This site is intended for UK healthcare professionals
Medscape UK Univadis Logo
Medscape UK Univadis Logo

Welcome to the new home for Guidelines

Summary for secondary care

Secondary Care Management of Stable Angina

This specialist Guidelines summary provides recommendations on the diagnosis and management of stable angina in patients where reduced myocardial perfusion is due to arterial narrowing resulting from underlying atherosclerotic CAD. This guideline does not address the management of chest pain due to other cardiovascular or non-cardiac causes. This summary is intended for use in a secondary care setting by cardiologists.

For managing stable angina in a primary care setting, see our related Guidelines summary here.

For the complete set of recommendations, refer to the full guideline.

Recommendations are marked [R] and good-practice points are marked [✓].

Diagnosis and Assessment

For clinical history, assessment, and non-cardiac chest pain recommendations, please refer to the full guideline.

Algorithm 1: Management Options in Patients with Suspected Angina

photo of

Algorithm 2: Management Options in Patients with a Definite Diagnosis of Stable Angina

photo of

Diagnostic and Prognostic Tools

[R] A resting electrocardiogram (ECG) should be performed in patients with suspected cardiac chest pain.

[R] Computerised tomography–coronary angiography should be considered for the investigation of patients with chest pain in whom the diagnosis of stable angina is suspected but not clear from history alone.

[R] Where appropriate, functional tests, including the exercise tolerance test, should be considered to aid in the risk stratification of patients with known coronary artery disease (CAD). 

[R] In patients with suspected stable angina, the exercise tolerance test should not be used routinely as a first-line diagnostic tool

[✓] Coronary angiography should be considered after non-invasive testing where patients are identified to be at high risk or where a diagnosis remains unclear.

Models of Care

[✓] Following initial assessment in primary care, patients with suspected angina should have the diagnosis confirmed and risk stratification undertaken, when appropriate, in secondary care.

Pharmacological Management

Drug Monotherapy to Alleviate Angina Symptoms

[R] Sublingual glyceryl trinitrate tablets or spray should be used for the immediate relief of angina and before performing activities that are known to bring on angina.

[R] Beta-blockers should be used as first-line therapy for the relief of symptoms of stable angina.

[R] Rate-limiting calcium channel blockers should be considered where beta-blockers

[R] Patients with Prinzmetal (vasospastic) angina should be treated with a dihydropyridine derivative calcium channel blocker, for example (amlodipine, nifedipine).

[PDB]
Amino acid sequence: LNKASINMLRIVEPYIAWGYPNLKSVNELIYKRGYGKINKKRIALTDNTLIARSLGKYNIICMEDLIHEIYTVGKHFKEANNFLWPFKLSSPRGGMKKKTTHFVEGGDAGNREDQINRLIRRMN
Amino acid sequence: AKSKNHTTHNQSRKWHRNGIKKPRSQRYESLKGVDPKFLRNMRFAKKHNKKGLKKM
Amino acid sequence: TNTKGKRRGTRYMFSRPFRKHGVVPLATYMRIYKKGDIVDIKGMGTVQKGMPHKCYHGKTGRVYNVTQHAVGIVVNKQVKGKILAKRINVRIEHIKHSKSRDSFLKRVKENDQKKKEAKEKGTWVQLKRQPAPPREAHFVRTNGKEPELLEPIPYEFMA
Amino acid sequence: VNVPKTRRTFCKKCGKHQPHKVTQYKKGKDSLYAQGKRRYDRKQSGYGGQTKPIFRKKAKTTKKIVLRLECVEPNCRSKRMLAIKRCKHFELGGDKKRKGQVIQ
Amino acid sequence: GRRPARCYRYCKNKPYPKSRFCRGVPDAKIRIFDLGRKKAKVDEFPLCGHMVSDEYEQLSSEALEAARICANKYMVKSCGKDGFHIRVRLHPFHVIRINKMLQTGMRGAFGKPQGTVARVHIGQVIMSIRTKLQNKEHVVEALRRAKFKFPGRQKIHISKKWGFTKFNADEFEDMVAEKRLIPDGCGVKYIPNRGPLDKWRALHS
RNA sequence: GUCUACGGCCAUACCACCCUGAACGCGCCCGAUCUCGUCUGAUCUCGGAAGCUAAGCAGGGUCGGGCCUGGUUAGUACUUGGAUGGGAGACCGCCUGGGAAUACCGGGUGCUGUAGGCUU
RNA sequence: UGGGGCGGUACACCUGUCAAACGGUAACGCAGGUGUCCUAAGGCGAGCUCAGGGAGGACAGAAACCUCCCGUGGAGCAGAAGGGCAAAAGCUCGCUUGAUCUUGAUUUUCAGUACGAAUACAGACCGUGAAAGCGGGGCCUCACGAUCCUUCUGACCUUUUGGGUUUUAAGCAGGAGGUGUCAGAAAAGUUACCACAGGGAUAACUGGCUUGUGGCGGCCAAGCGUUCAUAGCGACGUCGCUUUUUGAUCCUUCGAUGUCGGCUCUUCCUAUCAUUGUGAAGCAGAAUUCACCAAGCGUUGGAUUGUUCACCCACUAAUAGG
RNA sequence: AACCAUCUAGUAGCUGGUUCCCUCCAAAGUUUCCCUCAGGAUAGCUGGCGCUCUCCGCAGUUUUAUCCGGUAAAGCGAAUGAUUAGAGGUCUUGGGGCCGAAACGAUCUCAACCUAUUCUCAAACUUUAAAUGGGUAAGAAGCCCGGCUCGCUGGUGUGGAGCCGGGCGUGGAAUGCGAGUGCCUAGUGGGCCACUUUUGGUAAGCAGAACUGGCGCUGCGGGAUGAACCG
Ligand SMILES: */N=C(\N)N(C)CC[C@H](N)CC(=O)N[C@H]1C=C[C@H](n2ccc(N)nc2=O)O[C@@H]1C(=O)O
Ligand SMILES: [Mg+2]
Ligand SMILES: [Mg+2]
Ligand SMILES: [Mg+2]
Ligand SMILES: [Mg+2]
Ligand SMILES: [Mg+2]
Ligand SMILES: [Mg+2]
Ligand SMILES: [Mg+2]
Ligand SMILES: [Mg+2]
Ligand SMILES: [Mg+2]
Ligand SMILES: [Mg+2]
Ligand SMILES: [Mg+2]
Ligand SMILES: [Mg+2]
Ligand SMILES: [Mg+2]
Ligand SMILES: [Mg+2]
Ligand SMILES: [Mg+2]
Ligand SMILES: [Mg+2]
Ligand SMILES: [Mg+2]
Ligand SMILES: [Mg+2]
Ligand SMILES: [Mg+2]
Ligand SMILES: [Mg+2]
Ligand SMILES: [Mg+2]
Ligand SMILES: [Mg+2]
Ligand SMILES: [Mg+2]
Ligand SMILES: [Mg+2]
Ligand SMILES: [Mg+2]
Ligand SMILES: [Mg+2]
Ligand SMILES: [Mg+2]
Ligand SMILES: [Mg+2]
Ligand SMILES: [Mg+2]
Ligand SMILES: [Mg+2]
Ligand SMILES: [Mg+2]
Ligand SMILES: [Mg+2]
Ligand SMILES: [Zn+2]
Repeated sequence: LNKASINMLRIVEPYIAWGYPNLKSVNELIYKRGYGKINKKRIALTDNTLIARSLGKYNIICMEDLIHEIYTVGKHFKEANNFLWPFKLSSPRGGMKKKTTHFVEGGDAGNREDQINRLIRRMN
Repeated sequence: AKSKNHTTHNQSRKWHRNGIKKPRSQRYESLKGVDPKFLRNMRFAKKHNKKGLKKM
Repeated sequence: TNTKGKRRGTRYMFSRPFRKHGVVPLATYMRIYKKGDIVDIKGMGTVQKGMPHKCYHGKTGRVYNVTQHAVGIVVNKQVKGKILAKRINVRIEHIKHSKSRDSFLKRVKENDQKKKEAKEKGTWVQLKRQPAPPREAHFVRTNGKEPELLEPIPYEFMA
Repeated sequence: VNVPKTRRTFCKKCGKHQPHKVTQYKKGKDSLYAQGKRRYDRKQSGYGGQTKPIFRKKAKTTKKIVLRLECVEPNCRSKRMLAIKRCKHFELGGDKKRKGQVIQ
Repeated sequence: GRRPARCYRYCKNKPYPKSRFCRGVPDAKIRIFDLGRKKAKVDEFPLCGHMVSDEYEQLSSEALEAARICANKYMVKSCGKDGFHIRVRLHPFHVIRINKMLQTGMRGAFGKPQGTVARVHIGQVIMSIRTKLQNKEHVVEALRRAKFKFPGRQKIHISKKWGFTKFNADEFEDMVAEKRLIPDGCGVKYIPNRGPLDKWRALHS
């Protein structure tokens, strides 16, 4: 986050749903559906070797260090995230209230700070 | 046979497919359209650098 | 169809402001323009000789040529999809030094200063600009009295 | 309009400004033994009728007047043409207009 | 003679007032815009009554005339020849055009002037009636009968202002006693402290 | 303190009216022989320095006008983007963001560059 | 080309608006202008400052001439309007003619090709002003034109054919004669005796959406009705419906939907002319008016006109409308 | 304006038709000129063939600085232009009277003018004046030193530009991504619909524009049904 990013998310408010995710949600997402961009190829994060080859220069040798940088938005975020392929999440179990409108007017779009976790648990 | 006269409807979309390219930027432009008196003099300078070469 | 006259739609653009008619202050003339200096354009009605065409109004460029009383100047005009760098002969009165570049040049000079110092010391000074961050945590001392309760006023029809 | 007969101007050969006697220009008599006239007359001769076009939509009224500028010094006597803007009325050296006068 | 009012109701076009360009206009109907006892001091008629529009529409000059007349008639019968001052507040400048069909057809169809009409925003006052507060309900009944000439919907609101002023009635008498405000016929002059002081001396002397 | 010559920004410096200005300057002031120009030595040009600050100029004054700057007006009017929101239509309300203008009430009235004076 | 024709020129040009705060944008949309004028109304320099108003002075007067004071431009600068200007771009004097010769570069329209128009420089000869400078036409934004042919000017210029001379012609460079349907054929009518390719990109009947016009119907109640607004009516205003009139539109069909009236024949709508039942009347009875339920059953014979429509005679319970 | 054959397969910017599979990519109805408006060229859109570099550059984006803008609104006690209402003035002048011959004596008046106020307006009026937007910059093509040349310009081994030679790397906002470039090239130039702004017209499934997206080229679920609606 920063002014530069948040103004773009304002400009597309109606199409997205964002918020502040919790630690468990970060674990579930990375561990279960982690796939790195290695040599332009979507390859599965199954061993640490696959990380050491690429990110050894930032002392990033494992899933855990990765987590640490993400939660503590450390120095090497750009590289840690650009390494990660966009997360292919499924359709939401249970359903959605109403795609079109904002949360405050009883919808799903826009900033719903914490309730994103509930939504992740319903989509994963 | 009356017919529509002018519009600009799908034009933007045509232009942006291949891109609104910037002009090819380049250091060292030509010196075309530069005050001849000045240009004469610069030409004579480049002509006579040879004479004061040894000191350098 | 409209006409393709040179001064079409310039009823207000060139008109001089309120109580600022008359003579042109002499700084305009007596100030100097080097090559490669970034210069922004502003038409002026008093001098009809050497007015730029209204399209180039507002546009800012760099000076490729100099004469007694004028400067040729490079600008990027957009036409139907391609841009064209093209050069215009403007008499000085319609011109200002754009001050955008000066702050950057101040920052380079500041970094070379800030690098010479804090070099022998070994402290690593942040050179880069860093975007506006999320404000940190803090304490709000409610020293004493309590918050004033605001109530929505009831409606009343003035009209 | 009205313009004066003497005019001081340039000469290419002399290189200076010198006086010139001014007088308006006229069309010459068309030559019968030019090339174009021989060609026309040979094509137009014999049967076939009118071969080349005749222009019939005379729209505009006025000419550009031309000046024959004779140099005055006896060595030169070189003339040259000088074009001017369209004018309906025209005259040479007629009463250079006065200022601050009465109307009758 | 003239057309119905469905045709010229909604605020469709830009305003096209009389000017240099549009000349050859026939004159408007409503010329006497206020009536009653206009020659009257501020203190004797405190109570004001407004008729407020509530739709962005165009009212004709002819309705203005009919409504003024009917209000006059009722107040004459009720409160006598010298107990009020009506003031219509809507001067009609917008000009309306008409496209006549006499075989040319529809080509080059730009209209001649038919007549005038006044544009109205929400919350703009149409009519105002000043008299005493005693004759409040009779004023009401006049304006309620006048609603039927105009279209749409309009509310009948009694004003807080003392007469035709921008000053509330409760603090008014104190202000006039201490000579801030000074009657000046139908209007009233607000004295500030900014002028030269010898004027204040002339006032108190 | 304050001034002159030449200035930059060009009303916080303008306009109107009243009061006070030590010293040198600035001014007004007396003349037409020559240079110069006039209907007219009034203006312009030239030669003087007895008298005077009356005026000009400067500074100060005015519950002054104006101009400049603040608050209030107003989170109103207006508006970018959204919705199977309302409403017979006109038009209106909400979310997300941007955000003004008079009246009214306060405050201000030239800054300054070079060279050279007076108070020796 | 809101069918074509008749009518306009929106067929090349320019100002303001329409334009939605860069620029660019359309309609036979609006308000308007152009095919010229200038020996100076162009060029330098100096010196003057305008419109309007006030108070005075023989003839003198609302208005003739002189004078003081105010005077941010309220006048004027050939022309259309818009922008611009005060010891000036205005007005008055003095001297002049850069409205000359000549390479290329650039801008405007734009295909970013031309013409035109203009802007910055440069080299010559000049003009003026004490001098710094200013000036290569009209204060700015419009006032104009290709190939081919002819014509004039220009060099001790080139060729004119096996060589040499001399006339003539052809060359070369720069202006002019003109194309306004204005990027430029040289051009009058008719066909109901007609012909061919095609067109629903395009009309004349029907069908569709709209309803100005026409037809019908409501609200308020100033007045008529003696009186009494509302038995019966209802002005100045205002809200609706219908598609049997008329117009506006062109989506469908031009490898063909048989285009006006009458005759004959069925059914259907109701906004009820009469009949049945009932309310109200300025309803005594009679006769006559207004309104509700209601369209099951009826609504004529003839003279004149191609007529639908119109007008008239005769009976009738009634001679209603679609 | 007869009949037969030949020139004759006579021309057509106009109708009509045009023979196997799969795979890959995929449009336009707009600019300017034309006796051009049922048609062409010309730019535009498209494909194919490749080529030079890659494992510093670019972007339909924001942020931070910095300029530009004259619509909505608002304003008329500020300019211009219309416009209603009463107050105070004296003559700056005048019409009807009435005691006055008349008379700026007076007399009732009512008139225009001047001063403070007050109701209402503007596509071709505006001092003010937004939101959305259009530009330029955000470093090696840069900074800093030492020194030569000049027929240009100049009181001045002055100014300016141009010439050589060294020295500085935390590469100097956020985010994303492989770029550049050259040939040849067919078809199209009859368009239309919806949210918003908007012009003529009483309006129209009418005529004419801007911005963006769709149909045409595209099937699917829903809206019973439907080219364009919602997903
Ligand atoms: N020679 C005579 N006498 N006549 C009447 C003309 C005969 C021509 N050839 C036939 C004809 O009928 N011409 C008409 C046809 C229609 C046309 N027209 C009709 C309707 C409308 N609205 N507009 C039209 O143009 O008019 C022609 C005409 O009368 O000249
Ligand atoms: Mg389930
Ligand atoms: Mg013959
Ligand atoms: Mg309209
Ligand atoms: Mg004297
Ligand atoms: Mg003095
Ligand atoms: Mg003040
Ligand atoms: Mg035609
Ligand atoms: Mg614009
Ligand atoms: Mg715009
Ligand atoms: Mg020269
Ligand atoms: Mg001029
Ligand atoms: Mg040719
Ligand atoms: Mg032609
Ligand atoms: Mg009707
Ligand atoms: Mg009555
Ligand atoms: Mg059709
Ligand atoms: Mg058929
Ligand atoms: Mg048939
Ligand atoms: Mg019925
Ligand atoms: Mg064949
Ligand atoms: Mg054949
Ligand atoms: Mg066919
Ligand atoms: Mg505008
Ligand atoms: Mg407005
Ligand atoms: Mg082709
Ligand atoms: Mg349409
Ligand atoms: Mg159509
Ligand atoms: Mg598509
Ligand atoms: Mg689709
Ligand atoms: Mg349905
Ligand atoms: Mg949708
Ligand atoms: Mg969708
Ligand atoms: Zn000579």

Combination Therapy to Alleviate Angina Symptoms

[R] When adequate control of anginal symptoms is not achieved with beta blockade, addition of a calcium channel blocker should be considered.

[✓] Rate-limiting calcium channel blockers should be used with caution when combined with beta-blockers.

[✓] Patients whose symptoms are not controlled on maximum therapeutic doses of two drugs should be considered for referral to a cardiologist.

Drug Interventions to Prevent New Vascular Events

[R] All patients with stable angina due to atherosclerotic disease should receive long-term standard aspirin and statin therapy.

[R] All patients with stable angina should be considered for treatment with angiotensin-converting enzyme inhibitors.

Interventional Cardiology and Cardiac Surgery

Percutaneous Coronary Intervention

[R] In patients with stable angina undergoing percutaneous coronary intervention, second- or third-generation drug-eluting stent should be used unless there is a contraindication to prolonged dual antiplatelet therapy.

Coronary Artery Bypass Grafting

[R] Off-pump coronary artery bypass graft can be considered whenever complete revascularisation may be safely achieved, especially in patients with increased risk and comorbidities.

[✓] The decision about whether to use on-pump or off-pump approaches should be based on the familiarity of the surgeon with the technique.

[R] Patients undergoing surgical revascularisation of the left anterior descending coronary artery should receive an internal mammary artery graft.

[R] In patients undergoing multiple coronary artery bypass grafting, use of both internal mammary arteries should be considered.

Choice of Revascularisation Technique

[R] Patients with stable angina who remain symptomatic on optimal medical therapy should be considered for revascularisation by coronary artery bypass grafting or percutaneous coronary intervention.

[R] Patients with left main-stem stenosis and/or multivessel disease should be considered for revascularisation to improve prognosis.

[✓] A tailored approach to revascularisation is required and the approach should be decided following discussion with the patient and the multidisciplinary ‘Heart Team’. Factors influencing the choice of revascularisation should include burden and complexity of CAD, presence of diabetes mellitus, age, and renal dysfunction.